Operations Management

Health plan data helps physicians, but additional insight would improve outcomes

May 16, 2019 3:39 pm

As health plans experiment with an array of value-based contracts, one of the first such models, the patient-centered medical home (PCMH), has proven itself over time. Among many PCMH success stories, CareFirst BlueCross BlueShield in Baltimore reports that its program helped save $223 million against the expected cost of care in 2017.
Nearly 4,400 physicians and nurse practitioners — approximately 90% of all primary care providers that are part of the health plan’s Mid-Atlantic service network — took part in the CareFirst PCMH in 2017. They are grouped into “panels,” typically with between five and 15 providers per panel, as part of their participation. 
The panels are organized to coordinate the care of patients with the most complex needs. Panels can earn financial incentives based on quality metrics and savings against projected costs for attributed patients. 

Rockville (Md.) Internal Medicine Group has participated in the CareFirst PCMH program since its inception in 2011. “Overall we’ve had a great working relationship with CareFirst through this program,” says Shishir Khetan, MD, a partner in the practice. “It’s evolved over the years, so it seems like they’re listening to providers, and that’s good news for us and our patients.”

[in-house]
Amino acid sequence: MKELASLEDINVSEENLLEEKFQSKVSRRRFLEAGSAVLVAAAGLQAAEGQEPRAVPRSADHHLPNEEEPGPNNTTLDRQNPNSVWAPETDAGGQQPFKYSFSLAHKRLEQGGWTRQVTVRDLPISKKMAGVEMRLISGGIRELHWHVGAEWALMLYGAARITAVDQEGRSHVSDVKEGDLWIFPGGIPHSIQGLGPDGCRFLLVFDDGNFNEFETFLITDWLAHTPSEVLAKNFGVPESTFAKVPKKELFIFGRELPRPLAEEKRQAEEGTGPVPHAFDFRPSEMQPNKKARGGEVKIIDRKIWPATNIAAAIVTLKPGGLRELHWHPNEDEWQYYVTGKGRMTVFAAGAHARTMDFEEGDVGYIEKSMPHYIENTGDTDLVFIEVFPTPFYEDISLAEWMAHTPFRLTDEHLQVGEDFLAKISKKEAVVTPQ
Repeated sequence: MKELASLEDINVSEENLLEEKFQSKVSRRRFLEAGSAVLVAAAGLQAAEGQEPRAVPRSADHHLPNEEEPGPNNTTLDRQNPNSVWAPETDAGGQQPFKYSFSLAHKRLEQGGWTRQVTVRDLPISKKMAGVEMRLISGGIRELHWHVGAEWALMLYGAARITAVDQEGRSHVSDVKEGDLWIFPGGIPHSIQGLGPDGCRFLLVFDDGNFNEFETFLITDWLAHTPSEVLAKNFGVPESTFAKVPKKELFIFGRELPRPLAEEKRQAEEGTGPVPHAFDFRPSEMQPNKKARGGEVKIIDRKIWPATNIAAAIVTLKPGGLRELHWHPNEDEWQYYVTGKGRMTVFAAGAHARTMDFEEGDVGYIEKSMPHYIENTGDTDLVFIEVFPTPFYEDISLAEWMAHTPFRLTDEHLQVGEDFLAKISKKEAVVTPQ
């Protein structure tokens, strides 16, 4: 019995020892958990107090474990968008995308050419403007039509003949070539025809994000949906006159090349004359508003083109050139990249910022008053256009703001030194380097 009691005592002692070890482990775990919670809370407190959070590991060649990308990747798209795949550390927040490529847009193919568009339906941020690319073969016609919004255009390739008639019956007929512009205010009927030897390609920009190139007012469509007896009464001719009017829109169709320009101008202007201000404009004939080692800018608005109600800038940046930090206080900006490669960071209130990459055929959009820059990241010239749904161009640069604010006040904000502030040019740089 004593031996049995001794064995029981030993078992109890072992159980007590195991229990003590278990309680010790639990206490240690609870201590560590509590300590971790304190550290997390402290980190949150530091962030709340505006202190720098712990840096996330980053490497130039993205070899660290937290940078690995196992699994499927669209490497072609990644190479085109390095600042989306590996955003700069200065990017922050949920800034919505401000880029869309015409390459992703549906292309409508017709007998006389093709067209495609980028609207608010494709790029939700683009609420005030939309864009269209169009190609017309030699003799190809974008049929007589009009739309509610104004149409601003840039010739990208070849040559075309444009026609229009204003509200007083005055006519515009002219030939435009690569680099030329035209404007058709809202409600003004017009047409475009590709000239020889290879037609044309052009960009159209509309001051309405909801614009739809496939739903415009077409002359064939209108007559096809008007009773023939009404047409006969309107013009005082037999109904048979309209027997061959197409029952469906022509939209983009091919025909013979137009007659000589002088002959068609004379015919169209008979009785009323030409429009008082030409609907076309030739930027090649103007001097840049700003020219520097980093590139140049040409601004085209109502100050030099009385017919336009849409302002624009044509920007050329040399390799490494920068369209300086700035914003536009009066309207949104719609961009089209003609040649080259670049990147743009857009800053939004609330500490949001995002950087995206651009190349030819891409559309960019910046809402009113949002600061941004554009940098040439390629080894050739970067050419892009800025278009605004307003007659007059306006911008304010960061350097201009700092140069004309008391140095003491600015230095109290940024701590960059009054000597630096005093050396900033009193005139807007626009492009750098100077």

Rockville Internal Medicine Group is part of Privia Medical Group, which has about 425 providers participating in the program. 

How data supports care delivery

Because each provider panel is evaluated on the total cost of all healthcare services a patient receives, providers have a financial incentive to encourage their patients to make high-value choices. Khetan shared two examples of how providers at Rockville Internal Medicine help patients select low-cost, high-quality options. 

Reducing pharmacy costs where possible. Khetan and his colleagues review patient information to identify those with high drug costs. Patients who need medication for chronic conditions, for example, might benefit from using a mail-order pharmacy, which will lower their costs.

When it is clinically appropriate, providers may also encourage patients to try a generic drug as an alternative to a higher-cost brand-name drug. For high-cost drugs without a generic equivalent, providers may be able to recommend trying a lower-cost alternative.

Ranking specialists on cost. CareFirst provides a color-coded list of specialists to make it easy to see which ones rack up the highest expenses. Some specialists are high-cost for a valid reason, Khetan says, but he and his colleagues consider other factors.

“They could be working at a hospital that is more expensive compared with other options in the area, or the specialist could be one who prescribes a lot of expensive drugs or orders a lot of tests that aren’t always necessary,” he says. “We look at that data to see if it’s appropriate to educate our patients about lower-cost, high-quality options.”